So, I called on a few of our agency leaders for their best résumé tips. First, a few of my own.
What Are You Selling?
When I’m writing marketing copy, I put myself in the audience’s shoes, and consider what they might want in exchange for the time they spend with my content. With your résumé, you’re marketing yourself to employers. So, think about what those people want from an employee.
Study their help wanted ad. Read their website and social pages. What do they value? Can you deliver that? If so, do your résumé and other self-promotional materials make that apparent? Do they make hiring you an easy "buying" decision?
If you include an objective on your résumé, take the time to customize it for the job you’re applying for. I automatically rule out applicants whose objective has nothing to do with our type of work or the position we’re offering.
And sprinkle testimonials about your work and skills throughout your résumé and website. Let your biggest fans speak for you.
It’s All About Presentation
Our Director of Marketing Management April Cochran offers three tips.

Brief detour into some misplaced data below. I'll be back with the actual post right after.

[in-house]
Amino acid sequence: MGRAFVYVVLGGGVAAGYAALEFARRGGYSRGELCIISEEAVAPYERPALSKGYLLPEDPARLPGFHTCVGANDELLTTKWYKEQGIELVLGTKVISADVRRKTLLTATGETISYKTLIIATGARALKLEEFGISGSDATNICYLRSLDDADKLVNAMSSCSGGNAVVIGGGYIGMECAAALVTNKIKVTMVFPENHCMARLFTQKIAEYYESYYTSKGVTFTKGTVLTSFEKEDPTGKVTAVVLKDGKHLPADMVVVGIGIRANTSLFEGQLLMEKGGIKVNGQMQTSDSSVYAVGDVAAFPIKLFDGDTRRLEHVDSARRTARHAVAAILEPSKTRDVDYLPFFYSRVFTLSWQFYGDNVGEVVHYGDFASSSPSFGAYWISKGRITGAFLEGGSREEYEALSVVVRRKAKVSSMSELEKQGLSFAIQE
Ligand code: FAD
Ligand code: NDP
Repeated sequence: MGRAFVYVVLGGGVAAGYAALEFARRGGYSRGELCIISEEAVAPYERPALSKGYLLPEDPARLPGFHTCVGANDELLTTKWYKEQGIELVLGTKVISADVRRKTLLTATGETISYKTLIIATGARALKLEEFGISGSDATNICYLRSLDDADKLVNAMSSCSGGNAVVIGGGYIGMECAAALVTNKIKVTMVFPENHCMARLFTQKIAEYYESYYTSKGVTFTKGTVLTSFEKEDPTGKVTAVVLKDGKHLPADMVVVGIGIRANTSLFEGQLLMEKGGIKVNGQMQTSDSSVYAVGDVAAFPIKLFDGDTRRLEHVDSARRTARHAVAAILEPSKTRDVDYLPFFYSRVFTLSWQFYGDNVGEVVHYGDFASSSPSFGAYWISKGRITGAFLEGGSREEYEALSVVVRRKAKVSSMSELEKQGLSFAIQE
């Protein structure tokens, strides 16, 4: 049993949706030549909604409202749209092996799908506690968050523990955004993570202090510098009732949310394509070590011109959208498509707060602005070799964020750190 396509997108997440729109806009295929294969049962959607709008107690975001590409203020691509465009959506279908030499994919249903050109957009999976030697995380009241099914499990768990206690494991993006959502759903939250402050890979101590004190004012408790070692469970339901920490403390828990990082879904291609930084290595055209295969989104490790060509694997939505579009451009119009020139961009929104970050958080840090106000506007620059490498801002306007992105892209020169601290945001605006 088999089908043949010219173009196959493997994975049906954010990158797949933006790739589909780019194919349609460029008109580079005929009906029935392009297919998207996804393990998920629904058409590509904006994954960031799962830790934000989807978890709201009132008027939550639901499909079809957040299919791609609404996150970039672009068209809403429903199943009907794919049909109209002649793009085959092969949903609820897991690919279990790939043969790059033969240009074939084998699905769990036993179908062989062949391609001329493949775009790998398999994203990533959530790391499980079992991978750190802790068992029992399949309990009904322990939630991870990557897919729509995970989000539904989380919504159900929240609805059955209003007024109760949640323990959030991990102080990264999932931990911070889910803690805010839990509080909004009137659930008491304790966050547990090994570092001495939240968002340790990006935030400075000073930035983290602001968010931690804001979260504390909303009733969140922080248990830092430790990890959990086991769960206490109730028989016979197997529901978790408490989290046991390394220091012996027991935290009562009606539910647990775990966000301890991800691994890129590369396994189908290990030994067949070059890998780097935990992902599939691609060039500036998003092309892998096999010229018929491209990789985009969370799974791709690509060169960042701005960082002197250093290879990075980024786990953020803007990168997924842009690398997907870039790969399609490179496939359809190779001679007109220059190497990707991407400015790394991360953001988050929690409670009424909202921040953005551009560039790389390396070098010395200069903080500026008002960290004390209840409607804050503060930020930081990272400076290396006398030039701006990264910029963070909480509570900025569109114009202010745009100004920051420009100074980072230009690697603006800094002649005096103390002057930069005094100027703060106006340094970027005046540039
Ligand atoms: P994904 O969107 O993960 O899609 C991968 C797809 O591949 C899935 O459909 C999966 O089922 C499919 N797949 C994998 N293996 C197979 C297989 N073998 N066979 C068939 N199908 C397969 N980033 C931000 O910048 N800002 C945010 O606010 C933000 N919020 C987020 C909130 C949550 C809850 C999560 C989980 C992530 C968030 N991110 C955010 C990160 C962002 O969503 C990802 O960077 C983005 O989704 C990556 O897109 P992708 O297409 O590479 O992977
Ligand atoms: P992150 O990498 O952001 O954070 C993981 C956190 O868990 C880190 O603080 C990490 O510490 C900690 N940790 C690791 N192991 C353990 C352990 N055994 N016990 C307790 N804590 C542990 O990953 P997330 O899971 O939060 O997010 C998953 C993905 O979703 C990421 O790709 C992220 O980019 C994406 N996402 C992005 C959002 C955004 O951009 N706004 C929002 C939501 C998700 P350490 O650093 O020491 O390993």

“If you’re applying for a marketing job, be creative with your résumé. It should appeal to a hiring team like good marketing would.
“In today’s world, you have to keep your LinkedIn page updated. Include the URL on your résumé and a link to the page on your personal website. If you’re a creative, your website should feature examples of your work.
“And I can’t believe I have to suggest this, but always proof your résumé. It’s amazing how many errors I’ve found over the years.”
Is it Relevant?
“I don’t care that you worked at a car wash or a fast food restaurant while you were in college, unless you can show how those types of jobs relate to the position you’re applying for now. What’s on your résumé should have relevance to where you want to be professionally.” - Nikki Kellers / Director, MadAve Collective
Know What You Want
MadAveGroup CEO Jerry Brown has been hiring for 30 years. He suggests “defining your career goals very specifically, and then going for that type of job. It’s important to be able to show upward movement with each job change. When interviewing with a company, show that you know that company very well, and use your cover letter to explain why they should hire you.”
Show Your Successes
“It’s okay to list your past responsibilities broadly,” said Director of BusinessVoice, Steve Evert. “That information helps me understand what you did in those roles. But, if you want to be noticed, show the objectively measurable successes and accomplishments you’ve had in each of those roles.
“Also, if you held three different positions at one company, make sure the layout of your résumé doesn’t suggest at a quick glance that you worked at three different companies during that time. Employers are often leery of someone who leaves a company every couple of years.”